The Coercive Bully This work is considered exceptional by our editorial staff.

May 24, 2012
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The kind of bullying which I’m most familiar with is coercion.
“You know, there is still time to switch topics. We can talk to the teachers,” Kate, my fifth grade classmate said.
I looked up from my index cards to find her blue eyes locked on mine.
It’s those same eyes that she always insisted were just as pretty and clear as mine. Like most snotty fifth graders, I always had an opinion, but hardly was I ever aggressive or stubborn. That’s what was so terrifying about Kate. When I looked at her, I didn’t see the soft hue of her eyes, but the intensity, the demand for things to always go her way. In this case, Kate was determined to research Inca arts and crafts, the topic I had been assigned, while she was stuck with Aztec festivals.
I quickly returned to my cards, “Um, maybe later,” I replied.
“It’s getting too late. We have to do it now. Come on let’s go talk to the teachers,” Kate snapped back.
I was so taken aback by the certainty in her tone that I was unable to tell her that I didn’t want to switch. I slipped off to the bathroom to get away from her.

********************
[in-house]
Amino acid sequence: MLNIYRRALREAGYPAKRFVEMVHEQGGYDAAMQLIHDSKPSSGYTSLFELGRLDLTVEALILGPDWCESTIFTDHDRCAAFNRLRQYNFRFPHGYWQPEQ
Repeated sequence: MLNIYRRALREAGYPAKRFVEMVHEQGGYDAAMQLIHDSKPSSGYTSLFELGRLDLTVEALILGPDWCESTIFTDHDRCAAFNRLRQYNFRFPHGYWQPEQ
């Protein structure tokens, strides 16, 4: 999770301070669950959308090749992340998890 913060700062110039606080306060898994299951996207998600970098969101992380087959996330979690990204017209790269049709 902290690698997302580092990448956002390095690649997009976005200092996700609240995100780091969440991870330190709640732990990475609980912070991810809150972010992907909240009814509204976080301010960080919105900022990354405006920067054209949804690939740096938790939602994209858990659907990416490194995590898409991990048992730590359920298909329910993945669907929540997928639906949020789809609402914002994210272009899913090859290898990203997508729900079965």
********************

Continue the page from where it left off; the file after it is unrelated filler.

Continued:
I sniffed the scented hand wash and cooed over the animals in National Geographic Kids magazine. When I heard Kate say from the other side of the door, “Hurry up, you’ve been in there forever,” I flicked off the light-switch, obeying her once again. I did not switch topics with Kate, but it was deeply upsetting to be harassed by her. I think back four years and cringe.
Coercion is still part of my life. These days, in ninth grade English, Amy asks me, “What did you get for number five?” I tell her to read Oedipus’ speech in Scene Six to find the answer.
“Barbara just tell me!” Amy demands.
“I really don’t know. You’d have to ask Mr. Simpkins,” I say.
Amy knows I’m lying because she can glance over to see that my answer to question five runs three paragraphs long.
I was able to stand up to both Kate and Amy, but I’m not proud of the fact that in both instances their persistence made me upset with myself. One day, I hope to be able to say to the next Kate and Amy, “I won’t switch topics or give you the answer. So forget it.”

The signs around school with red lines through the word “Bullies” are useless because they offer no reason for bullies to stop what they’re doing. If school administers could offer victims like me ways to stand up to bullies, then the bullies will have to find other means of getting what they want.

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